NOTE: Adapting Monsters to New Systems

It is pretty rare that a monster makes an easy transition from one system to another. When adapting, I find the best two questions to ask are:

How tough do I want it to be relative to the PCs?

What are the monster's defining abilities?

Using these questions to guide you generally will let you make something that "feels" right, regardless of game engine. With bugbears, making them good at ambush and tougher than a man covers most of its essence.

The Goblin also has narrative advantage from surprise (-2), and a nasty attack incoming (-2) To hit Mirdon. 9-4=5 to hit. (⚄⚄), a searing strike, but Mirdon has a few minutes left on his spell. No damage; the goblin has no "Firey Chain" advancement, however. No feat is rolled.

The Bugbear's blow cracks timbers as it sinks into Doraleous' shield, and hus head rings as the steel rim crashes against his helmet. Mirdon lets out a shrieks and throws up his arms as he is pelted with coals, and is shocked to find he is not hurt. Lucis' voice whispers in his ear "Not yet... I still have use of you."

I am going to simplify OSRIC's group initiative a little bit. The Goblinoids go on ⚃ and Doraleous & Associate on . From here, I'll write out the rolls quickly then summarize descriptively. Let's assume the -2 advantage from surprise only lasts a round.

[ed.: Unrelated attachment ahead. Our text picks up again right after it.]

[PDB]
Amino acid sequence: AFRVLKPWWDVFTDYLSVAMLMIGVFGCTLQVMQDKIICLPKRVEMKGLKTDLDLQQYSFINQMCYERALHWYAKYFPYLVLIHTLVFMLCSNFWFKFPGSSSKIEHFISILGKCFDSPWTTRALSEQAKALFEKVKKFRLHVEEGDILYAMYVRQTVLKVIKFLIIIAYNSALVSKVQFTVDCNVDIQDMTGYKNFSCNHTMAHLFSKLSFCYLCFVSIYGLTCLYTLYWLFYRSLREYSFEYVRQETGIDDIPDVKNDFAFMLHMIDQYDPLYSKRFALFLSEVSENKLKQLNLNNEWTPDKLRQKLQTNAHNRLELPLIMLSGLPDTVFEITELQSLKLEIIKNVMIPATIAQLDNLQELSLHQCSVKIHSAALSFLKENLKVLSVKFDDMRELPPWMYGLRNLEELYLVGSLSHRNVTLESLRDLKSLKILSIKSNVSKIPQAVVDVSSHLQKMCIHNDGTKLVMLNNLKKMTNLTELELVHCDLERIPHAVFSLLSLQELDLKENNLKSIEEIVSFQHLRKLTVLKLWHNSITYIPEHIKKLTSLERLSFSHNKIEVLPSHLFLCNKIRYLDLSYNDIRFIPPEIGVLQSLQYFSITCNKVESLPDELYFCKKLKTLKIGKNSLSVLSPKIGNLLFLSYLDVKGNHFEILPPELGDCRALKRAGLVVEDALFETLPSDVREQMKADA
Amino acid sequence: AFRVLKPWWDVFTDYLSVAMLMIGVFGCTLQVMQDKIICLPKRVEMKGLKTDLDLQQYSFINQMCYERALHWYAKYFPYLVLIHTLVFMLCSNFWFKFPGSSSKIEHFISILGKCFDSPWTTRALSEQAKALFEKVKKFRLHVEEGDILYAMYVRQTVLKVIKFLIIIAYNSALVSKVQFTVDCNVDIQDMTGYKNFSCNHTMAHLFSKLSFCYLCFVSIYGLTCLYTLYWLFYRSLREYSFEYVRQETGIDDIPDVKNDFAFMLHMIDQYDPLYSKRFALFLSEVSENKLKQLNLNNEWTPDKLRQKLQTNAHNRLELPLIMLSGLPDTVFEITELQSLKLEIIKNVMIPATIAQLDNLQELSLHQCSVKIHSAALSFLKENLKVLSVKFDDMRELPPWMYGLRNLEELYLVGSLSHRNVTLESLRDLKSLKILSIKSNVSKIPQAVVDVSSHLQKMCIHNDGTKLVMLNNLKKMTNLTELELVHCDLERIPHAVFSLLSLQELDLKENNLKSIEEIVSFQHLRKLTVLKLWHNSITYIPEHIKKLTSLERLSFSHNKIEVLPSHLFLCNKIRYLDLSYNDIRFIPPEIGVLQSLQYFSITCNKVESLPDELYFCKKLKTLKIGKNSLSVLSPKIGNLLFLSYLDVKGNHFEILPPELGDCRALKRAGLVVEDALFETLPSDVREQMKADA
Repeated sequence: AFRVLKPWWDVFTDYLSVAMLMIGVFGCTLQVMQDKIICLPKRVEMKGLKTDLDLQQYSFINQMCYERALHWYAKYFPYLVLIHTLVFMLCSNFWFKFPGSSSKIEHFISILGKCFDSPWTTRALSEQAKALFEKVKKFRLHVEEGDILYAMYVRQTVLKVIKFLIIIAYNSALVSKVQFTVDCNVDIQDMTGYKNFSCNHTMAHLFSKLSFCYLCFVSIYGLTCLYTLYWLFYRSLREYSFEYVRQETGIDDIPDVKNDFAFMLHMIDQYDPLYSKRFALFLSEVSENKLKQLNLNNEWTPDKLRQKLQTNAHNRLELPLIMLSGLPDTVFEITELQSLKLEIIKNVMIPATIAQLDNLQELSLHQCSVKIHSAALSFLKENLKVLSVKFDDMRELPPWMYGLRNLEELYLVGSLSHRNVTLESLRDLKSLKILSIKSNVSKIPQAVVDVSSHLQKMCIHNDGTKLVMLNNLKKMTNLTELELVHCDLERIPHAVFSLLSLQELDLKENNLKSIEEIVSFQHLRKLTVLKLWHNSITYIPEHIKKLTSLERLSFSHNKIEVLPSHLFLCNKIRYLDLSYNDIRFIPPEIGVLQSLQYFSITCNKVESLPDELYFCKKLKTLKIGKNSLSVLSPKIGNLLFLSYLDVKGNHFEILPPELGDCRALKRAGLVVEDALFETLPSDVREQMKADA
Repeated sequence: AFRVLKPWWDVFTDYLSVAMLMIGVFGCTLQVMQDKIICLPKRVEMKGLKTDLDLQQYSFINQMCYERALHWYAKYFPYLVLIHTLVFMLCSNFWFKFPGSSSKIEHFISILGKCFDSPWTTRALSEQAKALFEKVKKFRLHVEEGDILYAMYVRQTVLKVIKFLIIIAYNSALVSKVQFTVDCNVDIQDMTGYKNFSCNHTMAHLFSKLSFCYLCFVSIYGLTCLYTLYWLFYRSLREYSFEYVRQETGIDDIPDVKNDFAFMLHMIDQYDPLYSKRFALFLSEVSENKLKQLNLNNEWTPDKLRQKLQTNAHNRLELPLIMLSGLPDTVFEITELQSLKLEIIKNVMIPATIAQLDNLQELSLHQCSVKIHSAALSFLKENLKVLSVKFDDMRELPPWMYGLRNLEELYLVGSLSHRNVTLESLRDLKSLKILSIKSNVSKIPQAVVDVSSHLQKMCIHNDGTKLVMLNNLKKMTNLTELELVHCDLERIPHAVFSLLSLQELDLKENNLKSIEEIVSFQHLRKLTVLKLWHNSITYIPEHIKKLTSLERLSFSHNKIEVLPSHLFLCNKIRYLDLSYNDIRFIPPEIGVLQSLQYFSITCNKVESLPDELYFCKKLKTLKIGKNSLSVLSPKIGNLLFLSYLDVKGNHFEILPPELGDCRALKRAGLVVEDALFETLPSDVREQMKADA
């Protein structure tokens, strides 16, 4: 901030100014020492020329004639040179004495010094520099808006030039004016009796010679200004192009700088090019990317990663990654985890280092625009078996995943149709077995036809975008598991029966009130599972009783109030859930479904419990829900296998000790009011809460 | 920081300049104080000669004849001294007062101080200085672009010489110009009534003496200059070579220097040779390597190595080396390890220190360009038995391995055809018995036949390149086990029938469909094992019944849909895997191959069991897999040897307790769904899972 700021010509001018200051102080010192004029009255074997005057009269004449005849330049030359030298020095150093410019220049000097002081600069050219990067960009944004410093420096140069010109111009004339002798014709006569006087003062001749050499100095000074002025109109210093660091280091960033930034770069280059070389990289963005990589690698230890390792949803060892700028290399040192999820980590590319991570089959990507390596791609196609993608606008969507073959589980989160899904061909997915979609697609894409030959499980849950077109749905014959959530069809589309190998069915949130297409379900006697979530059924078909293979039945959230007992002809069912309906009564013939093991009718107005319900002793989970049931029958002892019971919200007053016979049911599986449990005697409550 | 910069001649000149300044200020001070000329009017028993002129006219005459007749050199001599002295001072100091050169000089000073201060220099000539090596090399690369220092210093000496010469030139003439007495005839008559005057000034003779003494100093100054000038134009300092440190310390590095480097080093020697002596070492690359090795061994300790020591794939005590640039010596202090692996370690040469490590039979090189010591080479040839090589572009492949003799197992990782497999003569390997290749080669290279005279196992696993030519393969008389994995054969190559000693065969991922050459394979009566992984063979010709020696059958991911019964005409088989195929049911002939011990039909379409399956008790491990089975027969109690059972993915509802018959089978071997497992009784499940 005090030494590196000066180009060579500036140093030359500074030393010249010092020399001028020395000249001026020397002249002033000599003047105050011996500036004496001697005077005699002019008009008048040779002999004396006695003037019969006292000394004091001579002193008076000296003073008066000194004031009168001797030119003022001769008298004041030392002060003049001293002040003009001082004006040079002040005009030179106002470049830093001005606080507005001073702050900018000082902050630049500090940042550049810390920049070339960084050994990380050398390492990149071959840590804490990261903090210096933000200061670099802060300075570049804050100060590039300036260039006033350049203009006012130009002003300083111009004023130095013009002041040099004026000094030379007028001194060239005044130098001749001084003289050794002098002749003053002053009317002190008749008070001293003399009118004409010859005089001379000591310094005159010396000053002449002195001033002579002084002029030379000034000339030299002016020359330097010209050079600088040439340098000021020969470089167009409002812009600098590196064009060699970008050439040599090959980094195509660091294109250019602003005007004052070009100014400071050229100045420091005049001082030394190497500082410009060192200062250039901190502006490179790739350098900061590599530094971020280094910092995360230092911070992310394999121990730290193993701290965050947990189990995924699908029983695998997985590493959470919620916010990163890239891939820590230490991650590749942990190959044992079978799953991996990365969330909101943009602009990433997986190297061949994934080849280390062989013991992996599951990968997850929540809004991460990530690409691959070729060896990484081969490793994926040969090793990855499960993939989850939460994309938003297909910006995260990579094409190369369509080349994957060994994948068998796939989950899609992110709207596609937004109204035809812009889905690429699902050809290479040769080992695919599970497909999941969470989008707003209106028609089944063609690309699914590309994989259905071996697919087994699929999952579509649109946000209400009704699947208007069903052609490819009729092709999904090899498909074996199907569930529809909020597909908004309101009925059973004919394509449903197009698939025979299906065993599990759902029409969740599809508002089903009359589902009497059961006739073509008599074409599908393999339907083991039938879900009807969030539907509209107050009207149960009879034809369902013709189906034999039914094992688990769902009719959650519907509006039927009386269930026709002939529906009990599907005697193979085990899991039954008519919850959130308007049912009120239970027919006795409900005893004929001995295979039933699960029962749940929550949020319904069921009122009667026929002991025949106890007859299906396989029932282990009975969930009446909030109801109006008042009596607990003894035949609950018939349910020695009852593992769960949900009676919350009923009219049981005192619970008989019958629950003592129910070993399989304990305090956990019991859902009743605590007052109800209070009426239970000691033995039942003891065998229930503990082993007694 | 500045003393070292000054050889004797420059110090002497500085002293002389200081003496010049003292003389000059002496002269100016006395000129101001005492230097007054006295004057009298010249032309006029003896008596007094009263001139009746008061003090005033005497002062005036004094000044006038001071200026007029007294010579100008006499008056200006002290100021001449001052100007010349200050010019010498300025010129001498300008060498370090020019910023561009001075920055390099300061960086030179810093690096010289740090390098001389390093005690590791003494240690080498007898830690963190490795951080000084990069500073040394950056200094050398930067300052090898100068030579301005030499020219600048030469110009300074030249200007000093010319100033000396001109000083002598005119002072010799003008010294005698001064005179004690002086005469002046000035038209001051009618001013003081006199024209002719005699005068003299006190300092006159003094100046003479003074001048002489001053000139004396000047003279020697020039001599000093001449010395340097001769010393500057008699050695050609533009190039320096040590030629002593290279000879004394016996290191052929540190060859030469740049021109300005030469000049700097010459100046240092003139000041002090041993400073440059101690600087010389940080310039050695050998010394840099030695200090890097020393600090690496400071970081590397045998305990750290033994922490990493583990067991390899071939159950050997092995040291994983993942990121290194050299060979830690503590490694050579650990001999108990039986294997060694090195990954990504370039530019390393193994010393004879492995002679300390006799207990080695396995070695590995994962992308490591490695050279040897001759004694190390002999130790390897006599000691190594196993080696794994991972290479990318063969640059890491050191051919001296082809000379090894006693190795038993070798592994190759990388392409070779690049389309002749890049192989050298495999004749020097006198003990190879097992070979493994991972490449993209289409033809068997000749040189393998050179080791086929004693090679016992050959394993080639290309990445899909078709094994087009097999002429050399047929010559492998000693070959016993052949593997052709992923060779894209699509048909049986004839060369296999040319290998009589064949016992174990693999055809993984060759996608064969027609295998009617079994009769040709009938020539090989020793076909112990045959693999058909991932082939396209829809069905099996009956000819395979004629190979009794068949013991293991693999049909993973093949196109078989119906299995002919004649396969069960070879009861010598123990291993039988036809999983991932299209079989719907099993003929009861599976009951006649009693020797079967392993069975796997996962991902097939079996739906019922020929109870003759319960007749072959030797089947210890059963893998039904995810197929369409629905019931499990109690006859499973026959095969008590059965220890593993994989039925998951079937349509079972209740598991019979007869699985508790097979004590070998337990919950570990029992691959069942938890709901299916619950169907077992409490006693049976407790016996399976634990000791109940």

NOTE: When the Dice go Bad

For a moment here it looks like a difficulty 3 baddie will beat Doraleous into a bloody pulp. If I was DMing someone else, I would feel at least a little edgy about what is happening. The temptation to fudge the dice is strong... not because I want the players to win, but because I want my players to have a good time.

I have found the best compromise is to let the players do the fudging by giving them the power to re-roll once per session or using a "battle rage" mechanic where players get a cumulative bonus each time they fail a roll, only resetting when the player finally makes a roll.

Giving the players a little ability to fix a streak of bad luck, so that they don't feel helpless has, to me, been the best compromises to keep players happy while remaining fair.

The real trick is to call for rolls as seldom as you can manage; players should only roll when there is a cost to failure. And if it would bring the story to a halt otherwise, let them fail forward.

As it is, this turned into a story worth telling: a turnaround from near certain death. 

Doraleous, reeling, slashes out wildly (⚂⚀), his blade goes astray, and the bugbear counters with another brutal blow to his shield (automatic damage: , light wound); Mirdon, desperate to help tries calling forth a ray of cutting light from Lucis to burn the savage beast (⚁⚁) only to find the spell, and his resolve wavers; the protecting light breaks, leaving them vulnerable and in the sickly light of the coal. The bugbear chuckles, pushing its advantage (⚃⚂,⚃: mod. wnd.) smashing his shield to useless splinters, leaving him off balance. Mirdon narrowly ducks as the glowing chain snaps overhead (⚃⚁).

NOTE: Partial Success

In Pacts & Blades parital successes are not well-defined. When a weapon attack misses, your enemy gets to roll an attack against you. If you fail the roll, it gets automatic damage.

This is pretty straightforward... and brutal to Doraleous throughout. But for other situations I often find that Partial Success can be one of the hardest things to adjudicate in a TTRPG.

Breaking Mirdon's spell and costing him his invulnerability seems like a pretty good choice in this circumstance, because it is connected to the same pact.

Partial success is one place where being logical and consistent are absolutely necessary.